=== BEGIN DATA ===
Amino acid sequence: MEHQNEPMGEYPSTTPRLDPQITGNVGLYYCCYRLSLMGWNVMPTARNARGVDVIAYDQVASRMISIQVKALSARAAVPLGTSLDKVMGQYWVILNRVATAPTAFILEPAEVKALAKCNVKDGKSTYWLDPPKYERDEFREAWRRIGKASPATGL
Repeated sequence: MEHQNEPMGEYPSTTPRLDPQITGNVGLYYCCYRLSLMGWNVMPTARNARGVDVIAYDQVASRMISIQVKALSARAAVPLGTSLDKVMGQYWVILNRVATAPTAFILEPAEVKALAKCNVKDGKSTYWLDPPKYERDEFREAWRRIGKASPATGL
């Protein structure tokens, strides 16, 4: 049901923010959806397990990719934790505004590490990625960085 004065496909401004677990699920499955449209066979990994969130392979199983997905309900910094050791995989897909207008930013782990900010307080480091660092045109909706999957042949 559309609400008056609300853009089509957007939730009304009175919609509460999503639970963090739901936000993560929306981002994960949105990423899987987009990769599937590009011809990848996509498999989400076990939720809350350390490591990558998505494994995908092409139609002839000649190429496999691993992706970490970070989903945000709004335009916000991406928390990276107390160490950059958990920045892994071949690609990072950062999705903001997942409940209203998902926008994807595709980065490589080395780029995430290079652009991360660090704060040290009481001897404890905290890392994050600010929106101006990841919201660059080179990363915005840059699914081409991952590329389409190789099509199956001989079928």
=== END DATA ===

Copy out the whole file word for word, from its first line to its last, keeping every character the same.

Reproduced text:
Amino acid sequence: MEHQNEPMGEYPSTTPRLDPQITGNVGLYYCCYRLSLMGWNVMPTARNARGVDVIAYDQVASRMISIQVKALSARAAVPLGTSLDKVMGQYWVILNRVATAPTAFILEPAEVKALAKCNVKDGKSTYWLDPPKYERDEFREAWRRIGKASPATGL
Repeated sequence: MEHQNEPMGEYPSTTPRLDPQITGNVGLYYCCYRLSLMGWNVMPTARNARGVDVIAYDQVASRMISIQVKALSARAAVPLGTSLDKVMGQYWVILNRVATAPTAFILEPAEVKALAKCNVKDGKSTYWLDPPKYERDEFREAWRRIGKASPATGL
């Protein structure tokens, strides 16, 4: 049901923010959806397990990719934790505004590490990625960085 004065496909401004677990699920499955449209066979990994969130392979199983997905309900910094050791995989897909207008930013782990900010307080480091660092045109909706999957042949 559309609400008056609300853009089509957007939730009304009175919609509460999503639970963090739901936000993560929306981002994960949105990423899987987009990769599937590009011809990848996509498999989400076990939720809350350390490591990558998505494994995908092409139609002839000649190429496999691993992706970490970070989903945000709004335009916000991406928390990276107390160490950059958990920045892994071949690609990072950062999705903001997942409940209203998902926008994807595709980065490589080395780029995430290079652009991360660090704060040290009481001897404890905290890392994050600010929106101006990841919201660059080179990363915005840059699914081409991952590329389409190789099509199956001989079928």